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نکته ای در تعریف ماکروها در زبان C

do { } while(0)

You may see a do loop with the conditional expression set to a constant value of zero (0). This creates a loop that will execute exactly one time. This is a coding idiom that allows a multi-line macro to be used anywhere that a single statement can be used.

Since the conditional expression of the do loop is a constant value, the compiler will not generate any additional code to process the loop, so this idiom does not add any overhead to the code when it is executed.

This technique is frequently used in macro definitions where the body of the macro is not a single or simple statement. Since you do not know where the macro will be used, it is important that body of the macro has a syntax that is equivalent to the statement it replaces. For example, the following macro will replace a single statement with two statements.

#define foo \

statement_1; \

statement_2

If this macro is used in an if statement like the one below, it will not have the intended effect.

if (condition)

foo;

After replacing the macro in this code, the if condition will be followed by two statements rather than one. This is probably not what you want because the if condition will only control the execution of the first statement.

if (condition)

statement_1;

statement_2;

The following example shows what the macro looks like when it is rewritten using the do loop idiom. Notice there is no ending semicolon in the definition; the semicolon will be provided by the statement that is replaced.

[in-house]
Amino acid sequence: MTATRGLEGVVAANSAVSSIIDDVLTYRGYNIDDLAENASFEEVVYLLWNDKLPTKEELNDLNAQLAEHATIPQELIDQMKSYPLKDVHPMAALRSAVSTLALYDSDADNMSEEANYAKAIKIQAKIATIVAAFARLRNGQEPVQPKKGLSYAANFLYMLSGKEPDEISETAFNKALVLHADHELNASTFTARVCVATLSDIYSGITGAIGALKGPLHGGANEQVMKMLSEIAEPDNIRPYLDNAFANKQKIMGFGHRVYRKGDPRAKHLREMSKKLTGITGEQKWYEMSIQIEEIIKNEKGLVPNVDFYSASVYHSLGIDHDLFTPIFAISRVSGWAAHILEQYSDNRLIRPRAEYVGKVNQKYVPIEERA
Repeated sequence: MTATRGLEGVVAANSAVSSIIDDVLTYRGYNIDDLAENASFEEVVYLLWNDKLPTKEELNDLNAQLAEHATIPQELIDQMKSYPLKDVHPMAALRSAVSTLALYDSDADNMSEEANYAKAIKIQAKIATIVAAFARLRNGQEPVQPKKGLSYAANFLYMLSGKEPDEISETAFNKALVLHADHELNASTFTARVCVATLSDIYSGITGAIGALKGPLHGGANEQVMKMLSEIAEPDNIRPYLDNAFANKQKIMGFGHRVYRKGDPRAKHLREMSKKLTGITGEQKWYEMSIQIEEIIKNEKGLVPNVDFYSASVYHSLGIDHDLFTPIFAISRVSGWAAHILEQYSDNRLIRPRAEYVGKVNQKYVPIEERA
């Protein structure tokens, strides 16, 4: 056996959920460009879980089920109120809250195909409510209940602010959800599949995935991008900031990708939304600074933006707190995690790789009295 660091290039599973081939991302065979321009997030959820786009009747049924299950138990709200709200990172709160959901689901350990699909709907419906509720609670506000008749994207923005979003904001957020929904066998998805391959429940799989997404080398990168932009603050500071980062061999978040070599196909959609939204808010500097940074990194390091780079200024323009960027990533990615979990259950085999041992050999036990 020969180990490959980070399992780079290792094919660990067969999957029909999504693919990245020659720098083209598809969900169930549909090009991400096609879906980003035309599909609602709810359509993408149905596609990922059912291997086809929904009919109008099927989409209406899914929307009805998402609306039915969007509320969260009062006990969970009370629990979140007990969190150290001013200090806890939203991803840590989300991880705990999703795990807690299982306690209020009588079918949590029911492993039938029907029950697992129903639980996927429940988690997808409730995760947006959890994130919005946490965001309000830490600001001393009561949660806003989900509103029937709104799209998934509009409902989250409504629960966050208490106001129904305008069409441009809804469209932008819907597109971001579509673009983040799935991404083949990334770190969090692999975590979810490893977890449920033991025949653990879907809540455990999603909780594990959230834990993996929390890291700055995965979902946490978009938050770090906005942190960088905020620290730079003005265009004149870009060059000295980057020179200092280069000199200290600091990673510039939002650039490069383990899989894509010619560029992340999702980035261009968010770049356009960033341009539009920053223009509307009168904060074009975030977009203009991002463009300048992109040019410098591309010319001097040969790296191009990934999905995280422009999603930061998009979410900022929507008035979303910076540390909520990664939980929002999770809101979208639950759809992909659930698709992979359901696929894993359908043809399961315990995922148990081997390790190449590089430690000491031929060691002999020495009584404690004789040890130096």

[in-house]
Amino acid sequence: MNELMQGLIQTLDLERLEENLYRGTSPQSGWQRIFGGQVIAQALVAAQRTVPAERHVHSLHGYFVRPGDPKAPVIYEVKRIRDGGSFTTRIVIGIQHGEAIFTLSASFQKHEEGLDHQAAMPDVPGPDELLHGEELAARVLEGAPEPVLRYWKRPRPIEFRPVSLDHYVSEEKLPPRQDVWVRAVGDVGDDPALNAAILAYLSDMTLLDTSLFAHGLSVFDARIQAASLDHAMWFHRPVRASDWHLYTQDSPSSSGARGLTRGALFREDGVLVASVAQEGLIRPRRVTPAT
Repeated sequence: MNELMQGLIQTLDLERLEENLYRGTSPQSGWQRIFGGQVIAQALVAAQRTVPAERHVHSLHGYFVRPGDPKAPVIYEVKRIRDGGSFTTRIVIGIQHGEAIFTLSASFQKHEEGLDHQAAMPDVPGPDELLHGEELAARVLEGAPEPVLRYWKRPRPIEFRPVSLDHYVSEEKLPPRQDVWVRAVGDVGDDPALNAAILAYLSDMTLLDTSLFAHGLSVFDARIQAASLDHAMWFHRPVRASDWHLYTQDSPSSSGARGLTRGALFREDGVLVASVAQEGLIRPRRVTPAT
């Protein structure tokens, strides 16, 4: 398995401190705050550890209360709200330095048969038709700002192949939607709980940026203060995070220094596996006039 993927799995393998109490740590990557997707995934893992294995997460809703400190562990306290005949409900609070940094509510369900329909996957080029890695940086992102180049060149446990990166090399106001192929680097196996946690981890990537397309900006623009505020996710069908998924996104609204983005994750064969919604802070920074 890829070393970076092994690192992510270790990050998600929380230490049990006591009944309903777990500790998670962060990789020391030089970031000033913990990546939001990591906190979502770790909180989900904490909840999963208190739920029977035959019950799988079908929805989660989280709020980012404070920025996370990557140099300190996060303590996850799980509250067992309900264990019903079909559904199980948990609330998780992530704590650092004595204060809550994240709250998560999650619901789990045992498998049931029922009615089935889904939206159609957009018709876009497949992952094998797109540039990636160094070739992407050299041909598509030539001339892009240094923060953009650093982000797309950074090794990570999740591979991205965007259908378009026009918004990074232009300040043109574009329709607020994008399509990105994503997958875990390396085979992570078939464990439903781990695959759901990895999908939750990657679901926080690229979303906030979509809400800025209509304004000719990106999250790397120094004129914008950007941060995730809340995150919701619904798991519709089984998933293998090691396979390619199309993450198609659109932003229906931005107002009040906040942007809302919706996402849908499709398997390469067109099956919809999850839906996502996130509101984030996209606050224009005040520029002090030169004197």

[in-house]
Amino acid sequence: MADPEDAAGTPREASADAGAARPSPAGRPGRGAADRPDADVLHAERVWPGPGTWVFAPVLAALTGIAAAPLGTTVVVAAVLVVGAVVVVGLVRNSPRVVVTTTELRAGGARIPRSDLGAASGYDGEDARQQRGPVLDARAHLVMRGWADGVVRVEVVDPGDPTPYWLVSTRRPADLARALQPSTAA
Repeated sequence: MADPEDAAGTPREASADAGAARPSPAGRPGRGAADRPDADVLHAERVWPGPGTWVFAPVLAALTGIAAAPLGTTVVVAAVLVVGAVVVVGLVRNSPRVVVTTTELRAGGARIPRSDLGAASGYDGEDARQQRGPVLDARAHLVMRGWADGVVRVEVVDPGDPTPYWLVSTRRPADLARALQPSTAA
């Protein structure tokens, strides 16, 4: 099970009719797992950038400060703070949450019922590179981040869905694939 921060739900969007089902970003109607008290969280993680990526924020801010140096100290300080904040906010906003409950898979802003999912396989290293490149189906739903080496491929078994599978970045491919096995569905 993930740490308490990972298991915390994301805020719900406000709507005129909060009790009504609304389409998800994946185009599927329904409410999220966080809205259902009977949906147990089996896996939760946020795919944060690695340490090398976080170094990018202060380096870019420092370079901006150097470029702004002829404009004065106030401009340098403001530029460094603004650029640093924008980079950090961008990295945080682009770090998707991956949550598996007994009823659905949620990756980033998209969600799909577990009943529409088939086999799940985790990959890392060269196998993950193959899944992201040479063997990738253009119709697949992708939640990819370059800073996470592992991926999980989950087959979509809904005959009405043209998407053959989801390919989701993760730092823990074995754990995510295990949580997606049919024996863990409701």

#define foo \

do { \

statement_1; \

statement_2; \

} while (0)

Now, when the macro is used, the if condition is followed by a single, compound statement, which will behave as you would expect.

if (condition)

do {

statement_1;

statement_2;

} while (0);

A similar problem occurs when the body of the macro contains an if statement without an else statement.

#define foo \

if (condition) \

statement

If this macro is used in another if statement that does have an else statement, the if statement in the macro body will steal the else that follows it.

if (condition)

foo;

else

bar;

Although the indentation of the else statement shows the intention that it should belong to the first if statement, it will actually be associated with the second if statement.

if (condition)

if (condition)

statement;

else

bar;

Using the do loop idiom in this instance, will terminate the if statement in the macro, so that it will not steal an else statement that happens to follow it.

if (condition)

do {

if (condition)

statement;

} while (0);

else

bar;

Using an empty do-while(0) loop is also a common way to write an empty statement in a macro definition. In older compilers, this was necessary to prevent the compiler from issuing a warning. For example:

#define do_nothing do {} while (0)

The current gcc compiler provides another method that can be used in place of the do-loop idiom as shown in the following example.

#define foo ({ \

statement_1; \

statement_2; \

})

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